Ageing workforce: time to retain, retrain and recruit older workers

Written by
Changeboard Team

06 Sep 2016

06 Sep 2016 • by Changeboard Team

Some of the UK’s leading businesses are calling on employers to work harder to retain and recruit older workers. 

Between 2005 and 2015 the number of employed people over the age of 50 has increased by 2.5 million, meaning that by 2022 the economy will need to fill 14.5 million vacancies as employees leave the national workforce. 

It is estimated that only seven million young people will fill these roles, leaving a shortfall of 7.7 million positions to be filled.

In a new report by Business in the Community and the Centre for Ageing Better, business leaders are being urged to consider older candidates to fill these roles.

Andy Briggs, CEO, Aviva UK & Ireland Life and chair of the Business in the Community Age at Work Leadership Team said: “The UK has an ageing population and therefore an ageing workforce. The rising state pension age and the fact that most people are not saving enough for their retirement also create a critical need for the industry to take action to ensure people can work longer.”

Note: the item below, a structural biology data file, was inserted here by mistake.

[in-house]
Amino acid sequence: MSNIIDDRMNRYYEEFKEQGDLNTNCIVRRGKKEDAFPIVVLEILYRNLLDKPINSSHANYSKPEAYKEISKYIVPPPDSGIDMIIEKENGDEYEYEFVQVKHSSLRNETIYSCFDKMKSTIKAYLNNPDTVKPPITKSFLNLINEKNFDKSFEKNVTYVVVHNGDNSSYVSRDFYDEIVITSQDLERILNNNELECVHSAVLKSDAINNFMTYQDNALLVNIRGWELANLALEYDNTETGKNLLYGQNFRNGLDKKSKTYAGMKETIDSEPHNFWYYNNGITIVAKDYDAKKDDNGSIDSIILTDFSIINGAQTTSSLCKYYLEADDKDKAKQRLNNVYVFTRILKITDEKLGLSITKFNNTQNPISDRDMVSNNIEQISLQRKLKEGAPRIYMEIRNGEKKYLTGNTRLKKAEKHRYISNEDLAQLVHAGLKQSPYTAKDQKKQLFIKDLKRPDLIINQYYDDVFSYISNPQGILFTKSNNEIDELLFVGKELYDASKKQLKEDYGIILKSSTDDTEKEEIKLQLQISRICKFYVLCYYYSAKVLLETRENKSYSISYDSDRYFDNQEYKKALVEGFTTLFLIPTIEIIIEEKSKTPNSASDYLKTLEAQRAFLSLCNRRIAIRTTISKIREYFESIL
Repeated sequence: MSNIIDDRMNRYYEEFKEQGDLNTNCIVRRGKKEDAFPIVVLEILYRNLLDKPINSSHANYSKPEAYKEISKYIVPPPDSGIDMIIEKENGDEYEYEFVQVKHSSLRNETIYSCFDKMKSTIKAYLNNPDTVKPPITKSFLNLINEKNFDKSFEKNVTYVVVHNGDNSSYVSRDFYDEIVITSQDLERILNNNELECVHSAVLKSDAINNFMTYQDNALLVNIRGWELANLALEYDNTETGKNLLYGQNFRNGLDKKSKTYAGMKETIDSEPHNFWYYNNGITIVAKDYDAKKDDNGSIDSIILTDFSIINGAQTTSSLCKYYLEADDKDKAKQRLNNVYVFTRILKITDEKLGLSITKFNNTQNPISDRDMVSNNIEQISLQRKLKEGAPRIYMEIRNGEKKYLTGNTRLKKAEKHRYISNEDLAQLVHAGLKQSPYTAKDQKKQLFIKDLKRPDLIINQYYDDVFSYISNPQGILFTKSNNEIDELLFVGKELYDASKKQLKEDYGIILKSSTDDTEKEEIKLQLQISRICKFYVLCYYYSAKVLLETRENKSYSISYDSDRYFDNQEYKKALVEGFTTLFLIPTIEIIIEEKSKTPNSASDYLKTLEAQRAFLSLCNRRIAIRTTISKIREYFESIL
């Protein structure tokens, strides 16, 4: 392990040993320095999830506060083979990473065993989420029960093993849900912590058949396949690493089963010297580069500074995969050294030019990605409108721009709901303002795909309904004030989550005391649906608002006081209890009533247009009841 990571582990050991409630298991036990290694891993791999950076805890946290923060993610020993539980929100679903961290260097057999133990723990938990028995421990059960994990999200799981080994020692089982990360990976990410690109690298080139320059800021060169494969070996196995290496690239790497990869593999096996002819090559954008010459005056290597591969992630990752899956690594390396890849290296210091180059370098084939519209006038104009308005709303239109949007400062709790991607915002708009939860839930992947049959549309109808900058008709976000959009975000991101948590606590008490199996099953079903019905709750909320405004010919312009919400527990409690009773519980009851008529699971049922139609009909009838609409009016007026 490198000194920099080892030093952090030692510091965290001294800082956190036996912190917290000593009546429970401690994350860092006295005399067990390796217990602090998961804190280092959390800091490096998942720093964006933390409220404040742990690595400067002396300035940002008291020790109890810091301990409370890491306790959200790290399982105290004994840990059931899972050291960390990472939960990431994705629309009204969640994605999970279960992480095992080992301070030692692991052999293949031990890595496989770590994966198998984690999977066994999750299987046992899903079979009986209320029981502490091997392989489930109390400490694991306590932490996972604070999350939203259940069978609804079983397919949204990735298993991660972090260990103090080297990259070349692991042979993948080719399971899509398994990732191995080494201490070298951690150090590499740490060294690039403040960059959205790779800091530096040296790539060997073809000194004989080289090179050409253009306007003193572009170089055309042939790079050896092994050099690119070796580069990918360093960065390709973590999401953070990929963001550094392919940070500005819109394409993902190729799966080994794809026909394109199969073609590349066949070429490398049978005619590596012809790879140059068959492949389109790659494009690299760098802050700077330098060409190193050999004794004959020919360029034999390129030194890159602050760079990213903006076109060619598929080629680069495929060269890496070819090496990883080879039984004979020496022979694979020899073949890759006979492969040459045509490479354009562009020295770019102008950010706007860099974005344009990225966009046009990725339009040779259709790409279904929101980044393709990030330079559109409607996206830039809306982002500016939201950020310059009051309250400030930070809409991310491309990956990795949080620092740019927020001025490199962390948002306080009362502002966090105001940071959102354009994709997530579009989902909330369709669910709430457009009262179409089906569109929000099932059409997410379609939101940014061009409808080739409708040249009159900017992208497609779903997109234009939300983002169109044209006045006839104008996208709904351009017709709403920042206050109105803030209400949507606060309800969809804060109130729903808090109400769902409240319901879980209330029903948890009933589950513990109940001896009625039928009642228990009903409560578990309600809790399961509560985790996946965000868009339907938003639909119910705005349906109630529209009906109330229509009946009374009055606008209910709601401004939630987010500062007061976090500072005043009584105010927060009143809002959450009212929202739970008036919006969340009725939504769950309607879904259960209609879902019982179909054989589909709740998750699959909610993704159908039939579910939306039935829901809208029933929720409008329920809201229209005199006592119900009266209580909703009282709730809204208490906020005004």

The Department of Work and Pensions believes there are one million older people not in work that want to re-enter the workplace. It is estimated that if half of these prospective employees were taken on, the GDP could increase by up to £88billion a year.

Business in the Community are calling for businesses to retrain, retain and recruit, so that older workers can remain an established part of work life.
Rachael Saunders, age at work director, Business in the Community said: “The shift to an ageing workforce needs to be harnessed by business. Retaining, retraining and recruiting older workers is critical to this.

“We no longer have a default retirement age but established social norms entrenched over a long period of time must be addressed to ensure that recruitment and progression are fair for men and women of all ages. Real change is needed to address age bias and discrimination which are barriers to fulfilling work in later life.”